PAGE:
Charging an electric car

Charging an electric car

“Range anxiety” is one of the main reasons people are hesitant to go electric. But, the fact is if your round-trip daily commute is less than 60 miles, most electric cars on the market today will cover you on a single charge.

Charging is no big deal with a little planning

You can get the most out of driving electric when you have:

  • A plug available for home or workplace charging
  • Accounts or apps for public charging when you're on the go
  • A clear idea of the time needed to charge

If you live in a single-family home, you can use a standard, grounded 120V plug. You can also install a Level 2 charger, which operates at 240V.

If you live in an apartment, condo or townhome without a dedicated parking space and outlet, charging can be more complicated. That’s especially true if your workplace doesn’t offer charging. Before purchasing an electric vehicle, talk to your building manager or homeowners association to discuss your charging options.

When you charge matters

Learn more about the benefits of charging your EV at different times of day.

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Charging on the go

In Washington state, electric car drivers can find DC fast charging stations along I-5, Highway 2, and parts of I-90. In fact, drivers can now travel “border-to-border” along the 276 miles of I-5 between Oregon and Canada without worrying where they’ll charge.

  1. Charging station locations
  2. EV-Friendly Cities in Washington
  3. Find an EV Charging Station

The difference between chargers

These are the types of chargers you’ll use while charging your car at home, work or a public charging station. Note that exact charging rates depend on both your car and the specific charger model.


Level 1 Charging

VOLTS: 120
CHARGING RATE: 2-5 miles of range per hour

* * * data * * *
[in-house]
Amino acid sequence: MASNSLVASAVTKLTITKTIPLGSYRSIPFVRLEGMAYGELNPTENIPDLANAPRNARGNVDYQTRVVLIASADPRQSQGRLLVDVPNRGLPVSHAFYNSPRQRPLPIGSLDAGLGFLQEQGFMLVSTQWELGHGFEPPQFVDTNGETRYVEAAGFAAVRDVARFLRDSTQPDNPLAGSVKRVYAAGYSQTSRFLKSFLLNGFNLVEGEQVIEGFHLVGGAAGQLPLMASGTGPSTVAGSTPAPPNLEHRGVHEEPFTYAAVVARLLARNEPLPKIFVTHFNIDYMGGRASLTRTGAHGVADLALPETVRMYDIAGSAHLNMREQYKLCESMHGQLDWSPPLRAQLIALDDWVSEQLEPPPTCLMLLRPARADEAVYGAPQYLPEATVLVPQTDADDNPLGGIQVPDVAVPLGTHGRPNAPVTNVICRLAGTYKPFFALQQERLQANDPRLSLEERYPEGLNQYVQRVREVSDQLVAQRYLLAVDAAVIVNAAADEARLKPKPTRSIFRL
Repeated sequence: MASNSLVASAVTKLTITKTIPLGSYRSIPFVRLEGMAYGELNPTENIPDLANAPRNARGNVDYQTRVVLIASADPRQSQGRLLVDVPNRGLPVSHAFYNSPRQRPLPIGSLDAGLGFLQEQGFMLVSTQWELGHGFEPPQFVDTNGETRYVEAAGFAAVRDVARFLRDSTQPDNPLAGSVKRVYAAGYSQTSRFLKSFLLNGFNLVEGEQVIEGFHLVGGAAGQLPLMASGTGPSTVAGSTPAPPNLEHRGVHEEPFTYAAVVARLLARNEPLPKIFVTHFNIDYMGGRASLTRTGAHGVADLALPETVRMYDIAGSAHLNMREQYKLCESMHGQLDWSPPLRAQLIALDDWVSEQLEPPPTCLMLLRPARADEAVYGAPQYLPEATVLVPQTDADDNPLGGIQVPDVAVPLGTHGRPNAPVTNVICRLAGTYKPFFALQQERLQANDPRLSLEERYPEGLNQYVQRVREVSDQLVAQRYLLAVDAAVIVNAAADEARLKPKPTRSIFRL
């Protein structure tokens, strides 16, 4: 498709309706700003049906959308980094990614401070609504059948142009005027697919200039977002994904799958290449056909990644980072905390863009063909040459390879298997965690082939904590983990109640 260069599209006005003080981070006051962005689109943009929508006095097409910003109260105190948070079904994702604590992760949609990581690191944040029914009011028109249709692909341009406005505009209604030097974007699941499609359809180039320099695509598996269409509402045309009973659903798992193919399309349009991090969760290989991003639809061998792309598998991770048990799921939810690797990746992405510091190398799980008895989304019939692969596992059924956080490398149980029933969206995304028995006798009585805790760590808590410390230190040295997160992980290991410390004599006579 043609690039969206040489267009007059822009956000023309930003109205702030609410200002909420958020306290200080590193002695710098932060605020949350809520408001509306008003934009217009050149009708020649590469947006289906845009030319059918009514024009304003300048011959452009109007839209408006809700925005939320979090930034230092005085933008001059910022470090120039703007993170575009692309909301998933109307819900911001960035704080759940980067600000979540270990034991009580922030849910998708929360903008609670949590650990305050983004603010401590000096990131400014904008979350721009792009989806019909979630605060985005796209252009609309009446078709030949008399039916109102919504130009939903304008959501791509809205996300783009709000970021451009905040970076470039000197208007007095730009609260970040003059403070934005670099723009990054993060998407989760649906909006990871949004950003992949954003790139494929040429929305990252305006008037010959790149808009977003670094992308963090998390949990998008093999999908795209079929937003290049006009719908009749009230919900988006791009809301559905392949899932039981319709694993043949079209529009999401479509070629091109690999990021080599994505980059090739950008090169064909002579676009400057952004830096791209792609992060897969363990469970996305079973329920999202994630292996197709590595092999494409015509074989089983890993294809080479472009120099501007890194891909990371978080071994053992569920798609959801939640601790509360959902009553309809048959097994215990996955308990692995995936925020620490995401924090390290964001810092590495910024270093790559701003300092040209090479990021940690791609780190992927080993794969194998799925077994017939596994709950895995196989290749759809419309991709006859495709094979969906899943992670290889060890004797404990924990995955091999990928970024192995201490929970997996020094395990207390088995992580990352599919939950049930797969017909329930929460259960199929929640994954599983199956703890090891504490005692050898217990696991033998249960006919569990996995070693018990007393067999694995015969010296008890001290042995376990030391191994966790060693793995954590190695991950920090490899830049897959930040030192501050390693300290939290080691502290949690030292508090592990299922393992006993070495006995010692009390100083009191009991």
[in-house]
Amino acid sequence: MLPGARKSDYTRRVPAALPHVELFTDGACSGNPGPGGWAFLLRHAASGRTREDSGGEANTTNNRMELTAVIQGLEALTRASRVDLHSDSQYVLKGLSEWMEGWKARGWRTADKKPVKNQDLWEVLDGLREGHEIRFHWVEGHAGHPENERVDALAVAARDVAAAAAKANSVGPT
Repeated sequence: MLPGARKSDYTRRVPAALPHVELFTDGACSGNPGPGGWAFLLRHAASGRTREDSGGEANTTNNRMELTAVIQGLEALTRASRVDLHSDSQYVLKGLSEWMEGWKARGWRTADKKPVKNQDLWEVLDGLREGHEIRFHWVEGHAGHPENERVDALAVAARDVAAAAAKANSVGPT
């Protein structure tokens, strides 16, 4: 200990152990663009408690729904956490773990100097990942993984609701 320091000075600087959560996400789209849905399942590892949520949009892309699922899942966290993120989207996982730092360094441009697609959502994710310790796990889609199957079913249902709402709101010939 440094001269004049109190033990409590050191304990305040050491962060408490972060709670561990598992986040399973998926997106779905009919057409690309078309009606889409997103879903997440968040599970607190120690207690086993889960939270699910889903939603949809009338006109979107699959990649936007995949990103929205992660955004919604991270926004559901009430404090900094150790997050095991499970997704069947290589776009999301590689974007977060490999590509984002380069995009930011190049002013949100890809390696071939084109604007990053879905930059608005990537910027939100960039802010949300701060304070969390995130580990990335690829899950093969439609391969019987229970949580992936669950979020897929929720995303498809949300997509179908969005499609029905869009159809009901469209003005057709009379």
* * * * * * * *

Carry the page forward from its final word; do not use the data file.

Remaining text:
WHERE: Home, anywhere with an outlet

This is the charging cord that comes standard with every electric car. It has a conventional three-prong plug that goes into any properly grounded standard household outlet.

Level 1 charging provides 2 to 5 miles of range per hour. In most cases, charging your car overnight with this charger will be enough to meet your needs if you have a short commute or use your electric car mostly for running errands.

Level 2 Charging

VOLTS: 240
CHARGING RATE: 10-25 miles of range per hour
WHERE: Home, work, public

Level 2 charging operates at 240 volts and is at least twice as fast as Level 1 charging, adding 10 to 25 miles of range per hour.

While Level 2 chargers are common at workplaces, apartment buildings and public areas, they can also be installed at single-family homes. Doing so will require the same type of wiring as an electric stove or clothes dryer and working with a professional electrician.

DC Fast Charging

VOLTS: 300-800
CHARGING RATE: Full charge in around an hour
WHERE: Public, work

This type of charging unit uses direct current (DC) rather than household alternating current and charges through a high-powered 480-volt plug. DC fast charging stations hook up to the electricity grid so they can get and convert far more power.

You'll find DC fast charging at public sites, often along highways or in urban locations, and workplaces. They can look like gas pumps and fully charge your electric car in an hour or so.